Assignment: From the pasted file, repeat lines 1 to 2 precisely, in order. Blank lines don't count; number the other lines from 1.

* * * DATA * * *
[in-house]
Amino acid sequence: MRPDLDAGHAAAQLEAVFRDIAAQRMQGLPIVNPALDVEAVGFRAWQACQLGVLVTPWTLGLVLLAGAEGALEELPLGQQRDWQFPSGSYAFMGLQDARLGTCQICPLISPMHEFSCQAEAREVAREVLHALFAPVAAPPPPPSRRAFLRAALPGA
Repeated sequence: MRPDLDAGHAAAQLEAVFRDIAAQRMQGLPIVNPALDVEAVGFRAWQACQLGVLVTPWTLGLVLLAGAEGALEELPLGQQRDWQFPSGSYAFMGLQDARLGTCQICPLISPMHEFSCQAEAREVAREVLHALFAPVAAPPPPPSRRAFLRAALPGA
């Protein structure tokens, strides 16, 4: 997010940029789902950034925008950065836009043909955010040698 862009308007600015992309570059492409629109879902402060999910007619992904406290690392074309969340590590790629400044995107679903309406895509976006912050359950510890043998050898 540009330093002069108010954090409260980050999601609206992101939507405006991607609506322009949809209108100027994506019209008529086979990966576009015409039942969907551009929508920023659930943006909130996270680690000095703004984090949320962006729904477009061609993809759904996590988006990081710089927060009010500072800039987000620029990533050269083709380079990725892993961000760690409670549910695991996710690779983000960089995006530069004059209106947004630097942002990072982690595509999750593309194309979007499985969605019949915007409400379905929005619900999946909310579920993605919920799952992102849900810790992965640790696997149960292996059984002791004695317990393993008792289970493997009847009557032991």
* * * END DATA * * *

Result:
[in-house]
Amino acid sequence: MRPDLDAGHAAAQLEAVFRDIAAQRMQGLPIVNPALDVEAVGFRAWQACQLGVLVTPWTLGLVLLAGAEGALEELPLGQQRDWQFPSGSYAFMGLQDARLGTCQICPLISPMHEFSCQAEAREVAREVLHALFAPVAAPPPPPSRRAFLRAALPGA